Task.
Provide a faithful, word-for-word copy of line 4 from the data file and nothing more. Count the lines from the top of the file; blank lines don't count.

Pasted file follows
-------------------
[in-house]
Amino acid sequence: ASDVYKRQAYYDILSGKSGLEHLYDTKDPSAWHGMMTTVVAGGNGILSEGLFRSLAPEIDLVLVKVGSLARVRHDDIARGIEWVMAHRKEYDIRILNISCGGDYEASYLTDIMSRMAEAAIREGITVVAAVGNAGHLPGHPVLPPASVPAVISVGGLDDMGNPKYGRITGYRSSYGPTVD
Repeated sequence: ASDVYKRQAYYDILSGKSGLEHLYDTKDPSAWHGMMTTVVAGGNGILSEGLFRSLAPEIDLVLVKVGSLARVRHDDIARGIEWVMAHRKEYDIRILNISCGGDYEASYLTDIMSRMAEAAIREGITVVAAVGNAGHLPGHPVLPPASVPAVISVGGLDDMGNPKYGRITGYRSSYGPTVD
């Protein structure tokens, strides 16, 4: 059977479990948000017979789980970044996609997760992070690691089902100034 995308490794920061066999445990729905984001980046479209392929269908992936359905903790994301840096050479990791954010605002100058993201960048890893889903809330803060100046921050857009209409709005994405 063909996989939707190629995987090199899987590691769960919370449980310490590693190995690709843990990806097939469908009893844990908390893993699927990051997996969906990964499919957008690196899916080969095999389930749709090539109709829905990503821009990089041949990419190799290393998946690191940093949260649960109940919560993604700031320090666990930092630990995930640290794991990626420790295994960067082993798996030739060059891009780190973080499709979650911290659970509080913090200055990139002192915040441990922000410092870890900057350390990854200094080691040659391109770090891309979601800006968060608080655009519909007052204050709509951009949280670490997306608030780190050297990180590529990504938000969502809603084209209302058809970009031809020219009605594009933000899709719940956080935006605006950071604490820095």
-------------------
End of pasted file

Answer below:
């Protein structure tokens, strides 16, 4: 059977479990948000017979789980970044996609997760992070690691089902100034 995308490794920061066999445990729905984001980046479209392929269908992936359905903790994301840096050479990791954010605002100058993201960048890893889903809330803060100046921050857009209409709005994405 063909996989939707190629995987090199899987590691769960919370449980310490590693190995690709843990990806097939469908009893844990908390893993699927990051997996969906990964499919957008690196899916080969095999389930749709090539109709829905990503821009990089041949990419190799290393998946690191940093949260649960109940919560993604700031320090666990930092630990995930640290794991990626420790295994960067082993798996030739060059891009780190973080499709979650911290659970509080913090200055990139002192915040441990922000410092870890900057350390990854200094080691040659391109770090891309979601800006968060608080655009519909007052204050709509951009949280670490997306608030780190050297990180590529990504938000969502809603084209209302058809970009031809020219009605594009933000899709719940956080935006605006950071604490820095």